Many diseases, including Parkinson’s disease, can be treated with electrical stimulation from an electrode implanted in the brain. However, the electrodes can produce scarring, which diminishes their effectiveness and can necessitate additional surgeries to replace them.
Now, in a study published in Scientific Reports, researchers have demonstrated that making these electrodes much smaller can essentially eliminate this scarring, potentially allowing the devices to remain in the brain for much longer.
Many Parkinson’s patients have benefited from treatment with low-frequency electrical current delivered to a part of the brain involved in movement control. The electrodes used for this deep brain stimulation are a few millimeters in diameter. After being implanted, they gradually generate scar tissue through the constant rubbing of the electrode against the surrounding brain tissue. This process, known as gliosis, contributes to the high failure rate of such devices: About half stop working within the first six months.
Previous studies have suggested that making the implants smaller or softer could reduce the amount of scarring, so the research team set out to measure the effects of both reducing the size of the implants and coating them with a soft polyethylene glycol (PEG) hydrogel.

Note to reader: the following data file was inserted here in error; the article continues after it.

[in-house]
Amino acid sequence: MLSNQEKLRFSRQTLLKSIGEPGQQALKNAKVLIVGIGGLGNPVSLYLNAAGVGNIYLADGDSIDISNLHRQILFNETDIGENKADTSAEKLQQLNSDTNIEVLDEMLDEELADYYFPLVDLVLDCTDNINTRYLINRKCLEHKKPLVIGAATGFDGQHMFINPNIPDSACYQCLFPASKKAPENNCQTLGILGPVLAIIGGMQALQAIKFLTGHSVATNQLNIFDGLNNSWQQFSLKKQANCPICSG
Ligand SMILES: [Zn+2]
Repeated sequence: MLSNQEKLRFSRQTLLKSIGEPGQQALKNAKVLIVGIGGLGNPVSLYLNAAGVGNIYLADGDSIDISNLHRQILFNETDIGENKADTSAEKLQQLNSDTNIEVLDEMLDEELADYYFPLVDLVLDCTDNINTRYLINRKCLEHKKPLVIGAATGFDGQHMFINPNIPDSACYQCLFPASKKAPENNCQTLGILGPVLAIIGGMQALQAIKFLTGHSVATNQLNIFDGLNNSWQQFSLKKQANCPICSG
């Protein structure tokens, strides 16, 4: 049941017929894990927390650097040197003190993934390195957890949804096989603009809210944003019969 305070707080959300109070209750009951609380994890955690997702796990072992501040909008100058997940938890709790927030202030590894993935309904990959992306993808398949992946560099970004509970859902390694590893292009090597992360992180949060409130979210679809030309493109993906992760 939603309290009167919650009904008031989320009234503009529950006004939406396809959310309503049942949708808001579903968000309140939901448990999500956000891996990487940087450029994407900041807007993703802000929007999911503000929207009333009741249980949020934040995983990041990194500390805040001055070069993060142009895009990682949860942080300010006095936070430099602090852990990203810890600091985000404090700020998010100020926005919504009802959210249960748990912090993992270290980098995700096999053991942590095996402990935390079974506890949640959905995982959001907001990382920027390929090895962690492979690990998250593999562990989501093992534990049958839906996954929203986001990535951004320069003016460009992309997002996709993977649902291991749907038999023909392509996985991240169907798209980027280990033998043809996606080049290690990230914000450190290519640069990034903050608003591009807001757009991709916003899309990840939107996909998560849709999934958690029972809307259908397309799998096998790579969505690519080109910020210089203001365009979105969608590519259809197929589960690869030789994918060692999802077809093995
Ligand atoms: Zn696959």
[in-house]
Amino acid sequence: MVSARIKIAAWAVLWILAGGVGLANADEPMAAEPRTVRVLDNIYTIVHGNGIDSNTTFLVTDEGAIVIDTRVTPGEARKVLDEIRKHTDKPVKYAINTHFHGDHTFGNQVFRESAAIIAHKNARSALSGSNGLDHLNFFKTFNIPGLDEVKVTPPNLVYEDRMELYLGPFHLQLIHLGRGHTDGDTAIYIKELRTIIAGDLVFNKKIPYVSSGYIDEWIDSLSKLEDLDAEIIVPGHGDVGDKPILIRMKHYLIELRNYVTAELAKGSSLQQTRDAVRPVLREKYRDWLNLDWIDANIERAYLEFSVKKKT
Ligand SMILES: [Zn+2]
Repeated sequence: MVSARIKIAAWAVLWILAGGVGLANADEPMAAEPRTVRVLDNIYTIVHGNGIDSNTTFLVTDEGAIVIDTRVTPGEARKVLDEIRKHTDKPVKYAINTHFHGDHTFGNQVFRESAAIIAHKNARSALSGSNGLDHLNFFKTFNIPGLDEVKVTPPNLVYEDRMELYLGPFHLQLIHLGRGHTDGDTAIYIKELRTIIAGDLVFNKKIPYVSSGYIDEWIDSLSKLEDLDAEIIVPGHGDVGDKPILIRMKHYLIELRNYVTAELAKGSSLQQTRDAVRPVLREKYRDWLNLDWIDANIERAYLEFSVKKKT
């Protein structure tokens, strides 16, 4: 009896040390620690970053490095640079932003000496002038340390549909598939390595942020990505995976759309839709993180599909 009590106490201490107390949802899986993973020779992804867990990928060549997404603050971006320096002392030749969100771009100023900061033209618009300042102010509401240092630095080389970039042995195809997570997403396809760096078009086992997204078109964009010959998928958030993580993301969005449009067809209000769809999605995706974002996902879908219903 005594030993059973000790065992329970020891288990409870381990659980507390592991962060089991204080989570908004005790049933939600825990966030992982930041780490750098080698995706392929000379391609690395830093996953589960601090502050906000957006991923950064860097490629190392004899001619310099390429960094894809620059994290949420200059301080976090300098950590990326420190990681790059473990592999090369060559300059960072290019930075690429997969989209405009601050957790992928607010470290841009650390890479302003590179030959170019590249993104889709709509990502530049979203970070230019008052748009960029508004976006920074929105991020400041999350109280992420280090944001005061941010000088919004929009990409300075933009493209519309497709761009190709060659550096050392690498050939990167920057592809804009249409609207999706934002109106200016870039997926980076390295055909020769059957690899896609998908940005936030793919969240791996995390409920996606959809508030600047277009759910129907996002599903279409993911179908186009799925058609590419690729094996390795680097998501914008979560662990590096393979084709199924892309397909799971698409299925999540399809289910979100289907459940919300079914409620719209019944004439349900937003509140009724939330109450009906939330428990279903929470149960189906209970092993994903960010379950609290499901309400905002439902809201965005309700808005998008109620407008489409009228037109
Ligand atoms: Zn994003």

In mice, the researchers tested both coated and uncoated glass fibers with varying diameters and found that there is a tradeoff between size and softness. Coated fibers produced much less scarring than uncoated fibers of the same diameter. However, as the electrode fibers became smaller, down to about 30 microns (0.03 millimeters) in diameter, the uncoated versions produced less scarring, because the coatings increase the diameter. This suggests that a 30-micron, uncoated fiber is the optimal design for implantable devices in the brain.
The question now is whether fibers that are only 30 microns in diameter can be adapted for electrical stimulation, drug delivery, and recording electrical activity in the brain. Such devices could be potentially useful for treating Parkinson’s disease or other neurological disorders, the researchers say.
Paper: “Making brain implants smaller could prolong their lifespan: Thin fibers could be used to deliver drugs or electrical stimulation, with less damage to the brain.”
Reprinted from materials provided by the Massachusetts Institute of Technology.